Plans and goals provide the necessary context to focus each and every decision in your life with purpose.

Time spent writing goals and building a step-by-step plan to achieve those goals is an investment in your future. It reduces wasted effort, increases efficiency, produces amazing results, and best of all, costs you nothing.

Every research study on goal setting and planning support the same conclusion: it’s a remarkably effective tool.

For example, a 30-year study by Harvard Business School showed the 3% of participants with written goals produced 10 times the results when compared to the 83% of participants with no clearly defined goals. A 10-fold improvement is a life-changing difference worth planning for.

[how-much-money-do-i-need-to-retire] To get results like that you must create written savings and cash flow goals, and you must formulate a plan complete with specific actions steps to achieve those goals. Your plan can use the investment vehicles of paper assets, business, real estate or any combination thereof.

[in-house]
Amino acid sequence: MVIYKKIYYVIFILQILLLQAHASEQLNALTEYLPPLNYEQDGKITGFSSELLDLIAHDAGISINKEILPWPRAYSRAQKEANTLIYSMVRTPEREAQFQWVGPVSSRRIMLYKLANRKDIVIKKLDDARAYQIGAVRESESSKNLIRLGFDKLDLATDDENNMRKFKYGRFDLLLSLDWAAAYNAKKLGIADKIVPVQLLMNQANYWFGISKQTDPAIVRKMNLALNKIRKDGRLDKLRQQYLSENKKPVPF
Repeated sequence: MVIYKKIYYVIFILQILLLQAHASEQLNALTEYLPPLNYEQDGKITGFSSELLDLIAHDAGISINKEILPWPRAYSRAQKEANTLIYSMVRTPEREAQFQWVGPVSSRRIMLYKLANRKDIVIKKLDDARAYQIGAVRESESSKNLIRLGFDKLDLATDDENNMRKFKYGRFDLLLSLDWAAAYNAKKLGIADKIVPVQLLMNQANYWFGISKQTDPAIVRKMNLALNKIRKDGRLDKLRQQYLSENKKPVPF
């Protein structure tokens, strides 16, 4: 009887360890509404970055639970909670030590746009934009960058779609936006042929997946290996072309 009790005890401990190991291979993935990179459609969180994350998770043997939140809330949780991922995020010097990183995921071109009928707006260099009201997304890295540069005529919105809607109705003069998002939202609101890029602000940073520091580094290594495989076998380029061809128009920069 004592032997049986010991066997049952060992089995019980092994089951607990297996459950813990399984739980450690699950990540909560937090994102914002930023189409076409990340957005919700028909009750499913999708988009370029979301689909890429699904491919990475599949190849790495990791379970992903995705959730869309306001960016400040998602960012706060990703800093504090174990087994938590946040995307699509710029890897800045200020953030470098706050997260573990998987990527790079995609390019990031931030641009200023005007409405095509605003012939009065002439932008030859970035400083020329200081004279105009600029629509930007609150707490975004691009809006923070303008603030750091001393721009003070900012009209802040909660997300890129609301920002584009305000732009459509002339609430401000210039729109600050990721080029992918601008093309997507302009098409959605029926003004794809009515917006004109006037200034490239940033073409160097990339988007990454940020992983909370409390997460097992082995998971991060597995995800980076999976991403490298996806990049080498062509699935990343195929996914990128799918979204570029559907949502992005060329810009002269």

There is no single right answer to wealth building despite what the latest guru of the day is telling you. The key point is to formulate a plan specific to your unique interests, skills, resources and abilities. No two people’s plans should be identical since each person’s situation is unique.

You want to formulate your plan based on three separate financial stages during life:

  1. Aggressive accumulation during career
  2. Continued growth of assets during semi-retirement
  3. Spending down accumulated assets during final retirement when all earned income ceases

How you manage your income and assets will vary with each financial stage of life thus requiring a different plan.

The overall objective of your plan is to utilize your career and semi-retired years to build residual income in business, real estate, and/or paper assets so that your passive income exceeds your living expenses. When you reach that point you are infinitely wealthy as long as you continue to grow your income and assets in excess of inflation. You will always feel abundant and never outlive your income.